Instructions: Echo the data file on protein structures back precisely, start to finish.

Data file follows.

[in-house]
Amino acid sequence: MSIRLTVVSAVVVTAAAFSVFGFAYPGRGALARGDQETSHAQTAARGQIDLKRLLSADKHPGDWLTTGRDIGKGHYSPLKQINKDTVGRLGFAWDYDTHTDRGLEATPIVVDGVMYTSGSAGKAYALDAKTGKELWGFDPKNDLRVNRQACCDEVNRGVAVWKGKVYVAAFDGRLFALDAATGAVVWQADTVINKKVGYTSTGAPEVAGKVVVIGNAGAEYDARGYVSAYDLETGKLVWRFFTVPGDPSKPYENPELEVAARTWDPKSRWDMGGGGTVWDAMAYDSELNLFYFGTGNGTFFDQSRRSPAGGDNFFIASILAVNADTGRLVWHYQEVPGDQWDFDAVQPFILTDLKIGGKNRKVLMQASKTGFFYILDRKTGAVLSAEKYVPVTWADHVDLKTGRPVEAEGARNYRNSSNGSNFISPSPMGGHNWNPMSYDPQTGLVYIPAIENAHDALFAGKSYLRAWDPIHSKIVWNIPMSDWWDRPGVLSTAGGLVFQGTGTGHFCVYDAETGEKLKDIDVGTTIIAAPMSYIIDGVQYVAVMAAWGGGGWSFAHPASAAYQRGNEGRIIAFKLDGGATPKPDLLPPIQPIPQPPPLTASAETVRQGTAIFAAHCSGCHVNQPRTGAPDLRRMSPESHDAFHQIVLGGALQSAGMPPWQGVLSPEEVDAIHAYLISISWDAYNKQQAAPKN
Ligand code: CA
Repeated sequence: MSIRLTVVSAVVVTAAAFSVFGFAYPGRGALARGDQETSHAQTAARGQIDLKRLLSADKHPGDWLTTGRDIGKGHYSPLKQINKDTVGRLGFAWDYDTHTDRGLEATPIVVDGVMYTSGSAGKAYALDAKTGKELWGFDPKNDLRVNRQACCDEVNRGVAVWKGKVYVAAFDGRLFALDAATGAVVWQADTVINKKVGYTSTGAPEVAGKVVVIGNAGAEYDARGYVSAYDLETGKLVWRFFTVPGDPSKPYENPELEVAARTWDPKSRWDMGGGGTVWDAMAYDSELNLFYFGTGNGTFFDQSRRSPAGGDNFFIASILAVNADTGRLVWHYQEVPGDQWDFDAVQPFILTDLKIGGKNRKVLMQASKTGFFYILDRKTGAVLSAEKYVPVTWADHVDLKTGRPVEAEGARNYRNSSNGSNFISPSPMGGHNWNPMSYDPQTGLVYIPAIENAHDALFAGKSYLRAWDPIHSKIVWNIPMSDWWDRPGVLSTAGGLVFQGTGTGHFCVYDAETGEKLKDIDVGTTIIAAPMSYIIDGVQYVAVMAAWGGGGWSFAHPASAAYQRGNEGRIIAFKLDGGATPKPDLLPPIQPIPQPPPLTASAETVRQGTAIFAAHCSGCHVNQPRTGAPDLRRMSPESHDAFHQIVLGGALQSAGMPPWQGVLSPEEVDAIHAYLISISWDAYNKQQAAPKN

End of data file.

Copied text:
[in-house]
Amino acid sequence: MSIRLTVVSAVVVTAAAFSVFGFAYPGRGALARGDQETSHAQTAARGQIDLKRLLSADKHPGDWLTTGRDIGKGHYSPLKQINKDTVGRLGFAWDYDTHTDRGLEATPIVVDGVMYTSGSAGKAYALDAKTGKELWGFDPKNDLRVNRQACCDEVNRGVAVWKGKVYVAAFDGRLFALDAATGAVVWQADTVINKKVGYTSTGAPEVAGKVVVIGNAGAEYDARGYVSAYDLETGKLVWRFFTVPGDPSKPYENPELEVAARTWDPKSRWDMGGGGTVWDAMAYDSELNLFYFGTGNGTFFDQSRRSPAGGDNFFIASILAVNADTGRLVWHYQEVPGDQWDFDAVQPFILTDLKIGGKNRKVLMQASKTGFFYILDRKTGAVLSAEKYVPVTWADHVDLKTGRPVEAEGARNYRNSSNGSNFISPSPMGGHNWNPMSYDPQTGLVYIPAIENAHDALFAGKSYLRAWDPIHSKIVWNIPMSDWWDRPGVLSTAGGLVFQGTGTGHFCVYDAETGEKLKDIDVGTTIIAAPMSYIIDGVQYVAVMAAWGGGGWSFAHPASAAYQRGNEGRIIAFKLDGGATPKPDLLPPIQPIPQPPPLTASAETVRQGTAIFAAHCSGCHVNQPRTGAPDLRRMSPESHDAFHQIVLGGALQSAGMPPWQGVLSPEEVDAIHAYLISISWDAYNKQQAAPKN
Ligand code: CA
Repeated sequence: MSIRLTVVSAVVVTAAAFSVFGFAYPGRGALARGDQETSHAQTAARGQIDLKRLLSADKHPGDWLTTGRDIGKGHYSPLKQINKDTVGRLGFAWDYDTHTDRGLEATPIVVDGVMYTSGSAGKAYALDAKTGKELWGFDPKNDLRVNRQACCDEVNRGVAVWKGKVYVAAFDGRLFALDAATGAVVWQADTVINKKVGYTSTGAPEVAGKVVVIGNAGAEYDARGYVSAYDLETGKLVWRFFTVPGDPSKPYENPELEVAARTWDPKSRWDMGGGGTVWDAMAYDSELNLFYFGTGNGTFFDQSRRSPAGGDNFFIASILAVNADTGRLVWHYQEVPGDQWDFDAVQPFILTDLKIGGKNRKVLMQASKTGFFYILDRKTGAVLSAEKYVPVTWADHVDLKTGRPVEAEGARNYRNSSNGSNFISPSPMGGHNWNPMSYDPQTGLVYIPAIENAHDALFAGKSYLRAWDPIHSKIVWNIPMSDWWDRPGVLSTAGGLVFQGTGTGHFCVYDAETGEKLKDIDVGTTIIAAPMSYIIDGVQYVAVMAAWGGGGWSFAHPASAAYQRGNEGRIIAFKLDGGATPKPDLLPPIQPIPQPPPLTASAETVRQGTAIFAAHCSGCHVNQPRTGAPDLRRMSPESHDAFHQIVLGGALQSAGMPPWQGVLSPEEVDAIHAYLISISWDAYNKQQAAPKN